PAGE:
The smart yo-yo is a yo-yo that makes it very easy to return compared to traditional yo-yos.
How It Works
The concept behind the smart yo-yo is a brake that is disengaged as long as the yo-yo is spinning fast enough. A lever is attached to the hub of the yo-yo and is allowed to pivot from one end. A small metal weight is attached to the other end. In the middle of the lever is a spring which pushes the lever into contact with the bearing. This bearing rides on the center axle and is the mounting point for the string.
At low speeds the spring force is stronger than the centripetal force acting on the weight, and the brake is engaged. This stops the rotation of the bearing with respect to the outer shell (hub) causing the yo-yo to wind up as soon as it reaches the bottom of the string. Once the yo-yo is spinning fast enough the centripetal force of the weight overcomes the spring force and the lever moves away from the bearing, allowing the hub to spin freely so the yo-yo "sleeps." Additionally the mechanical break creates an automatic return condition where very little force is required to return the yo-yo.
In traditional yo-yos, the whole body of the yo-yo is one part and has a string wrapped around the middle. It "sleeps" by spinning on the string. Since this depends on many varying characteristics of the string, including how much friction is involved or how tight the string is tied, it is very unpredictable. However with the bearing this model allows for longer and more reliable spin and sleep times.
Computer models were created of each of the following parts using the current model as a guide and accepted values for the material properties. The system was analyzed using the Adams and ANSYS software packages and dynamics (hand calculations). In addition to these values the spring constant was found by measuring the deflection after the application of a force in compression on the spring.
Two Engineering specifications were analyzed: conditions for sleep and durability of the lever arm.
The ability of the yo-yo to sleep is primarily dependant on the centripetal force felt by the weight at the end of the leaver. This is in turn dependent upon the angular velocity of the yo-yo. This angular velocity was determined using a force analysis of the weight and lever arm for the point at which the brake will disengage.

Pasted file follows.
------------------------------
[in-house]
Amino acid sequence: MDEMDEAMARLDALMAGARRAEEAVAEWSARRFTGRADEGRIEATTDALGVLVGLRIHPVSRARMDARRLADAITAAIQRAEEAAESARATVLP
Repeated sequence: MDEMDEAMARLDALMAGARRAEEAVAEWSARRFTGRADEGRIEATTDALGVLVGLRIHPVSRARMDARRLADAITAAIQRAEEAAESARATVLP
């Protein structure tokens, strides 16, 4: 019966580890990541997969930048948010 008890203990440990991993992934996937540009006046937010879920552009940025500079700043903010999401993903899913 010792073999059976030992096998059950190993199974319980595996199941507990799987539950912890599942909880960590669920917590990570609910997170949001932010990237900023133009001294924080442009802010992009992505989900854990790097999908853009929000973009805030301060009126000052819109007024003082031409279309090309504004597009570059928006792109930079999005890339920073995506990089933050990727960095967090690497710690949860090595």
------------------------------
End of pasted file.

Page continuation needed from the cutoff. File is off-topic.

Concerning durability, the stresses resulting from the loading of the lever were analyzed using ANSYS. The stresses cause bending and axial tension. While these stresses do not even begin to approach the limits of the material used in the part (ABS), under the cyclic loading expected failure from fatigue becomes a concern.
In addition an Adams model of the yo-yo was created to simulate the motion of the lever and the breaking condition. To simplify the calculations and the processing time the geometry in the model was simplified. This geometry allows for the same motion and essentially the same characteristics. This model generated the views and the animation found below.
The table belows lists the Bill of Materials for the Smart Yo-yo:
|Part #||Part Name||Category #||Function||Material||Picture|
|1||Hub||Support element||Houses internal components||Acrylic (Polymer)|
|2||Lever||Transmission||Applies friction to main bearing||ABS (Polymer)|
|3||Main Bearing||Support Element||Allows hub and axle to rotate, attaches hub to string||ABS (Polymer)|
|4||Axle||Support Element||Connects the two halves of the hub and rotates in the main bearing||Steel|
|5||Spring||Input||Keeps brake engaged||Steel|
Yo-Yo Views from Adams
This view of the yo-yo best displays the functional components of the breaking mechanism and the simplified geometry used in the analysis.
This view gives the best overall impression of the assembly of the yo-yo.
This image affords a better view of the bearing and the planes that the components of the yo-yo fall in.
View Yo-Yo in Motion
Graphical Representation of the Stress
This is a screen shot of the ANSYS model of the lever arm. In this model there is a displacement constraint on the right hand hole, where a peg mounts the lever to the outer shell (hub) of the yo-yo. The forces due to the spring and the weight were then applied to their respective elements.
It is clear from stresses seen in this plot that the locations of maximum stress, and thus the areas of greatest concern, fall along the inner curve where the lever meets the bearing and along the ring holding the weight. (The brighter the color the higher the stress)